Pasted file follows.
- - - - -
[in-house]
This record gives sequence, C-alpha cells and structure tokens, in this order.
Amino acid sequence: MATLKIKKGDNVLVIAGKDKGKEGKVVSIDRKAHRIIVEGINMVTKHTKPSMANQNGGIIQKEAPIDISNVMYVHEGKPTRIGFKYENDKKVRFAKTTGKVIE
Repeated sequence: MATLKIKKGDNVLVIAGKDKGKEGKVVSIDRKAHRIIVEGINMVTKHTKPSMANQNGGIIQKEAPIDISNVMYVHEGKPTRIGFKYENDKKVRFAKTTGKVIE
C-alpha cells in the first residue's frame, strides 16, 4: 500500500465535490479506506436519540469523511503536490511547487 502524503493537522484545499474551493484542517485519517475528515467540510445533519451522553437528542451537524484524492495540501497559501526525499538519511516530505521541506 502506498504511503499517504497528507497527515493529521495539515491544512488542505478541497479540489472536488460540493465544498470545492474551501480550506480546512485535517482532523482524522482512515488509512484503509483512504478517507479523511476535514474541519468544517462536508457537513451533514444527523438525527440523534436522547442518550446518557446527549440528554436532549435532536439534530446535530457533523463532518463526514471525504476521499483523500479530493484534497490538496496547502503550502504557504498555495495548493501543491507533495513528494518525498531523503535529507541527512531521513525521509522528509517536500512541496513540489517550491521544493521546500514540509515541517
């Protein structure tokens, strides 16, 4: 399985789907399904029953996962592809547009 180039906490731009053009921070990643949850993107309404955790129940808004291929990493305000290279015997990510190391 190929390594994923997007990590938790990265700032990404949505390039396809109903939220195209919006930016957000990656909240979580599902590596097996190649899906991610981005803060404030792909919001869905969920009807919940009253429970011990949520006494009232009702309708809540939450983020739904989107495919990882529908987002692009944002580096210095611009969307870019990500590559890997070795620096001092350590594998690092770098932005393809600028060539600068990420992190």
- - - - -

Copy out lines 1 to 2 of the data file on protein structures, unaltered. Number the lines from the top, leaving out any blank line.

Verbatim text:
[in-house]
This record gives sequence, C-alpha cells and structure tokens, in this order.